The interviewees

Y is a student who has participated in lots of different political groups and squats. He recently lived in Greece for some time. Mario is an anarchist and a squatter. Kostas is from Greece and has been living in Madrid for 6 years. He is involved with a number of projects in the anti-authoritarian movement including the CNT.

The context and the crisis in Spain

Y: It’s very important to remember, that here in Spain we had a dictatorship that lasted for more than 35 years and only ended in 1975. Most of our parents were born when that dictatorship still existed. We’re all influenced by that. There is still a strong current of fear of, or respect for, authority, especially for people over 40. But on the other hand, we don’t have the same sense of identification with the State that they have in the UK for example. In the 80s and 90s there was a strong movement of autonomous groups. But it was repressed by a mix of drugs introduced by the State and extreme repression in the form of a brutal prison regime. The rate of incarceration in Spain has skyrocketed. In 1984 there were 8,000 prisoners; in 2012 there were 77,000.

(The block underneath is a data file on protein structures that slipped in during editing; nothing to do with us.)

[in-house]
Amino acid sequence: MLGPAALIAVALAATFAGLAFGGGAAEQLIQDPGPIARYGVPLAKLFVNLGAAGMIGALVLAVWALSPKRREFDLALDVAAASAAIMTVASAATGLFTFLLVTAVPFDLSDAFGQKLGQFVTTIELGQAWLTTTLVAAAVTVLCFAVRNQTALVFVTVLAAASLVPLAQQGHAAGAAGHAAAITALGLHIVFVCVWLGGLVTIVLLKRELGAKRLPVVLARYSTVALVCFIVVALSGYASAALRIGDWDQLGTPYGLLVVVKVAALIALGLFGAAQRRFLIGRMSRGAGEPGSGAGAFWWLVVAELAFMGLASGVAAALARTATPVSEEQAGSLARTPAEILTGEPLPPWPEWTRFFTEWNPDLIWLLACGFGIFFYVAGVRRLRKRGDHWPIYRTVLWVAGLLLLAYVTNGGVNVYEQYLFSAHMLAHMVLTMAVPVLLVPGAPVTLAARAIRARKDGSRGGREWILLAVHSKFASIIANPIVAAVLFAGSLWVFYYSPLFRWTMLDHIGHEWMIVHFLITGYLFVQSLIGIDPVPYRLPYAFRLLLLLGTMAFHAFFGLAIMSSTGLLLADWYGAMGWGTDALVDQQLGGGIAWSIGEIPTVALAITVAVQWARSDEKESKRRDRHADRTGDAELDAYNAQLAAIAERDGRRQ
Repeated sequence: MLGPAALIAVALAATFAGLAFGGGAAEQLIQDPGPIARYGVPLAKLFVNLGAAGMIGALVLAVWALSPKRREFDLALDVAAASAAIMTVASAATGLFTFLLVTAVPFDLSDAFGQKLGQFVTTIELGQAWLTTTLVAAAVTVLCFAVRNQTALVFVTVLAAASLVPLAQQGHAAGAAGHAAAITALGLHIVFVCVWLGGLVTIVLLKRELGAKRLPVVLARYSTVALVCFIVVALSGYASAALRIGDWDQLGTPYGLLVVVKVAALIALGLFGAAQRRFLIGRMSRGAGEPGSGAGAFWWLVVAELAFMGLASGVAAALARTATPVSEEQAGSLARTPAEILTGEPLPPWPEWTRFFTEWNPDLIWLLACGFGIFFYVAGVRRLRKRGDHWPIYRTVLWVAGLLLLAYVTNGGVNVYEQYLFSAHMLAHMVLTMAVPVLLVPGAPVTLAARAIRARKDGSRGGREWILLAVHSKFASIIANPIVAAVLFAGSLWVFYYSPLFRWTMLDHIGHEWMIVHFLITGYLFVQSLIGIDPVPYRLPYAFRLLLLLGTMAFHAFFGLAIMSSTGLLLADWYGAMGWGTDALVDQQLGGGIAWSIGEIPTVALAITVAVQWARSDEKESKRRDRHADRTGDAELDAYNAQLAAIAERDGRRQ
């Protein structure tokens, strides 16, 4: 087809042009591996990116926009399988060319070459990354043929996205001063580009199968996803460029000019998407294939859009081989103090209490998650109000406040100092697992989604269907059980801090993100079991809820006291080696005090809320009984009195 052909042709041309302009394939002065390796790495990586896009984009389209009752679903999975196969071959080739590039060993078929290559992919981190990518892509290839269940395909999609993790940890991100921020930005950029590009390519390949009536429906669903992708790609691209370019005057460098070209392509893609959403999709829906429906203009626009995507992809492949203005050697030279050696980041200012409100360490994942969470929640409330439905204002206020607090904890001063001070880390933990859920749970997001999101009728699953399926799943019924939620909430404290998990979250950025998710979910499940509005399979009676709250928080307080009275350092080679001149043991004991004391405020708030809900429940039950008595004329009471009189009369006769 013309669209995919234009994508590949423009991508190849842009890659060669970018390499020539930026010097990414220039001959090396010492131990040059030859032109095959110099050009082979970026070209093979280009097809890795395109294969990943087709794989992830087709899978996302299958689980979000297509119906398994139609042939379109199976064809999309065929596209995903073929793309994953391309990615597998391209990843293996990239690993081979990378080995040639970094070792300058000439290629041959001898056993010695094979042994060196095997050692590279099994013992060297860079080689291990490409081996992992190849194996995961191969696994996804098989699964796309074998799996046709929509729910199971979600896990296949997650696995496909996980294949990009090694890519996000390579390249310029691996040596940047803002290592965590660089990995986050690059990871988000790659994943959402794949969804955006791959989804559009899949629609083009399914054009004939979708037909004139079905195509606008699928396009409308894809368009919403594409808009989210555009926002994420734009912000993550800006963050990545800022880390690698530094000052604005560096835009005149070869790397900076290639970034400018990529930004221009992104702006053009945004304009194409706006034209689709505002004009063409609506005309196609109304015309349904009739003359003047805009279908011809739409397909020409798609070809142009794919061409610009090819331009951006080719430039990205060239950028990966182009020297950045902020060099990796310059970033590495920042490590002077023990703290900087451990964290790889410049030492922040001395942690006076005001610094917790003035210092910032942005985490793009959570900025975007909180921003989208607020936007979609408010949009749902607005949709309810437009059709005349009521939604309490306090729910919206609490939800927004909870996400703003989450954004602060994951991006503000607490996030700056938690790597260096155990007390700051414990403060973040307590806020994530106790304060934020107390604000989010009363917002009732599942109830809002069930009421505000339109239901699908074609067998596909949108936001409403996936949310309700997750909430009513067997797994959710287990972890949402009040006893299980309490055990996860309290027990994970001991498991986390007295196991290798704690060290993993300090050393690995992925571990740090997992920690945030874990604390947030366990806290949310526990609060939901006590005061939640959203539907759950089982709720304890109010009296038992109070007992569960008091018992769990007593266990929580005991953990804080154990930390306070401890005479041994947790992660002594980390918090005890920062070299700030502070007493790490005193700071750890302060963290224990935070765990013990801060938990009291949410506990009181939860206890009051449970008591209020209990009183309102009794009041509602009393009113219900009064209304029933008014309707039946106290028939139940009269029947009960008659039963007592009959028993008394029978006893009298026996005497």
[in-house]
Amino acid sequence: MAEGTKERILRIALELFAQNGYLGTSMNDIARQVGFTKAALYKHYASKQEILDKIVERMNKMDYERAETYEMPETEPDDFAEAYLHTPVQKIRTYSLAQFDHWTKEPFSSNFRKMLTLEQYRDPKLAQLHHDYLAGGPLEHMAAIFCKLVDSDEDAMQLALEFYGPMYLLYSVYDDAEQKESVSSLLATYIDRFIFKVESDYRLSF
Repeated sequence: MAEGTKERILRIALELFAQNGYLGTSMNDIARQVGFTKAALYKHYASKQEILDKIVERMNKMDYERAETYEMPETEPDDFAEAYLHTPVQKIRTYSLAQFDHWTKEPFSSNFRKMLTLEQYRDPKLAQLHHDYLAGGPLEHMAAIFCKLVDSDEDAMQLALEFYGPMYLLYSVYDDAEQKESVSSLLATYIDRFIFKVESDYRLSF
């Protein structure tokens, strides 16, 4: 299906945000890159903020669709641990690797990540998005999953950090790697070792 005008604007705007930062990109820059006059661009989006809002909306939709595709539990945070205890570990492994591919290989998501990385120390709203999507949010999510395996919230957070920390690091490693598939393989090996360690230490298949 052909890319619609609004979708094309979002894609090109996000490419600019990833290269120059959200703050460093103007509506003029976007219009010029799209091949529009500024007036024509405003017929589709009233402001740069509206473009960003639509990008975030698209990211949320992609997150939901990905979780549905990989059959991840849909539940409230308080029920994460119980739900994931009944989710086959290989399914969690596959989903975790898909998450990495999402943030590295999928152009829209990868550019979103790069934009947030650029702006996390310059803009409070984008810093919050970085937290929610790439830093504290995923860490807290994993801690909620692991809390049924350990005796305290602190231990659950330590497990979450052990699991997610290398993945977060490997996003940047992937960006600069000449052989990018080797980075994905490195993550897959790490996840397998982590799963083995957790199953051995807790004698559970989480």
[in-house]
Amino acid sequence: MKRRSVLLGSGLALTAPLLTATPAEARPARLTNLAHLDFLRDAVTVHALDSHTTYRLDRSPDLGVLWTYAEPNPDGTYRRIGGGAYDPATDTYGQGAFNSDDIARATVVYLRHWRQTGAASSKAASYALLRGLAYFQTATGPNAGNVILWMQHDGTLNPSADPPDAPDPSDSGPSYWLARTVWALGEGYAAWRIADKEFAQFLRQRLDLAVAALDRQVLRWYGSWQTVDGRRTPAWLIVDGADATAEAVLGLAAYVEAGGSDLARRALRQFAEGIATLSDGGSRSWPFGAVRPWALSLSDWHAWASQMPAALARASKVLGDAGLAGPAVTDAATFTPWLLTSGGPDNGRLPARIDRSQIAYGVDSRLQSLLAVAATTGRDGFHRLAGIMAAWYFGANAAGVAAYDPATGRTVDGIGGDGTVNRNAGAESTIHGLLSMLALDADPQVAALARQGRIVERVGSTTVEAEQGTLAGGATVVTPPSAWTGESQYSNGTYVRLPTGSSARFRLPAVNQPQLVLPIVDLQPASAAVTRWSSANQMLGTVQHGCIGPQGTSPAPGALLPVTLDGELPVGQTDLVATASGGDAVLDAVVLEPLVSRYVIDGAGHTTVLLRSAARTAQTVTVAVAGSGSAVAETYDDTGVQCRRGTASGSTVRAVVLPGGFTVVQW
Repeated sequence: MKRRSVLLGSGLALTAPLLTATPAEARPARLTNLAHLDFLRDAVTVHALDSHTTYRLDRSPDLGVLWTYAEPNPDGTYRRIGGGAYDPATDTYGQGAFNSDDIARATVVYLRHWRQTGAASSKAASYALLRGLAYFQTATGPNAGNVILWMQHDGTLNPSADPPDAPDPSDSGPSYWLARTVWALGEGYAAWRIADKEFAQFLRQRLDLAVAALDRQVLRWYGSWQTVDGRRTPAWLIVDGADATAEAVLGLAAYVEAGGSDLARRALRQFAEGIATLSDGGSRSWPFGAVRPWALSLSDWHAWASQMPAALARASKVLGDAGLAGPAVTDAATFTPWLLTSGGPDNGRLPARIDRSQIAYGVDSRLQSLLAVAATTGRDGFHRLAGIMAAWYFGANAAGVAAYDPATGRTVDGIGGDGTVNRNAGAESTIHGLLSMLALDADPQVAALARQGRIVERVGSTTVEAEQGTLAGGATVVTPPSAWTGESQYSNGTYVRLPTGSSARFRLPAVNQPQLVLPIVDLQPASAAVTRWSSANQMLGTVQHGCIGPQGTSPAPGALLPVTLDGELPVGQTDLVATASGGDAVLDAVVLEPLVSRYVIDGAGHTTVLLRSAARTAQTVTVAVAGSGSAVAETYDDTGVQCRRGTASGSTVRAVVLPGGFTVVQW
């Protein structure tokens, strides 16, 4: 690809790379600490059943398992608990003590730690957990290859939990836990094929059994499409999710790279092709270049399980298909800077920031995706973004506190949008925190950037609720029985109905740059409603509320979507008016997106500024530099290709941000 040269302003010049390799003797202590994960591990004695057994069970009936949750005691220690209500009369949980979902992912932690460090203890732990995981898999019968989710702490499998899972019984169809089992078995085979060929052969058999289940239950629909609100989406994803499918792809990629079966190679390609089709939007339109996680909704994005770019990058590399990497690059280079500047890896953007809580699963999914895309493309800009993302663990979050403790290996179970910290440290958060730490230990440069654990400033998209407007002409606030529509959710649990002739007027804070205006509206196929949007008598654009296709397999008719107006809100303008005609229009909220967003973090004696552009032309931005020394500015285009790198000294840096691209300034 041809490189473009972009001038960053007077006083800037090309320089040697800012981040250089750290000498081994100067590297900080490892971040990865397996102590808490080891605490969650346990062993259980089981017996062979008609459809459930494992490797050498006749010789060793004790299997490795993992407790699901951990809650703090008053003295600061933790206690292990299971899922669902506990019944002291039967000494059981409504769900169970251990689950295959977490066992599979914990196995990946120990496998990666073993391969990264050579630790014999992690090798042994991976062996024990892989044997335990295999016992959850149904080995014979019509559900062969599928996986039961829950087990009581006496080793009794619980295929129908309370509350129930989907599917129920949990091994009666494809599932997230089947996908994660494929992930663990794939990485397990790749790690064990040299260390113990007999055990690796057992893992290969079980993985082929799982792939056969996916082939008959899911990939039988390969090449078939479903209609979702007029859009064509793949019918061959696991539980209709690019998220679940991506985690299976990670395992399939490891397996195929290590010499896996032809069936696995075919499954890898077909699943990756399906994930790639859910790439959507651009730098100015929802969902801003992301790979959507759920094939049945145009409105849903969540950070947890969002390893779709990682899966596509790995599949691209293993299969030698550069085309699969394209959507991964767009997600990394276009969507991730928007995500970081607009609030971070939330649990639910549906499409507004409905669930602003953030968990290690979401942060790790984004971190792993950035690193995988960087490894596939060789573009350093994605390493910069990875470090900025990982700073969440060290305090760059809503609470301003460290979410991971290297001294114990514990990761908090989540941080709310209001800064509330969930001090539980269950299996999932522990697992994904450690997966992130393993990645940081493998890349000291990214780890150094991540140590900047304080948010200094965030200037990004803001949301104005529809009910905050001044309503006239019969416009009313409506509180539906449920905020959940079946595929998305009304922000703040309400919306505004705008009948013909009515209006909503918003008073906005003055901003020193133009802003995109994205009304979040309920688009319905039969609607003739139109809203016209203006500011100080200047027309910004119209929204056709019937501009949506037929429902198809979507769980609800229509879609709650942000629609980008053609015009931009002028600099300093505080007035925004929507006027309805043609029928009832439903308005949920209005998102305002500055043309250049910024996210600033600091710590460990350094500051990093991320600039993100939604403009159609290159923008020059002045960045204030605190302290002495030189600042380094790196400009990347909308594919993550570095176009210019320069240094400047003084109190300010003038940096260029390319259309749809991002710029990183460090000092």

Mario: The theme of the crisis is complex. It’s undeniable that we’re in a crisis. But in the history of capitalism, there have been many crises and they always use crisis as a tool to oppress the people. For example, with the crisis, they’ve achieved reforms that remove many of the rights of Spanish workers, and introduced a new penal code that is much more repressive. What was a small misdemeanour before – for example stealing something from the supermarket – is now a crime. The government is using the crisis as a way to unite people against a common enemy – just as has been done before with ‘terrorism’. It’s a social and political strategy for control. But at the same time, I don’t know to what extent the crisis is under control by the powers that be. Because it’s also creating a climate of dissatisfaction among people. Many collectives and assemblies are happening in the barrios. And the 15M movement arose with the crisis.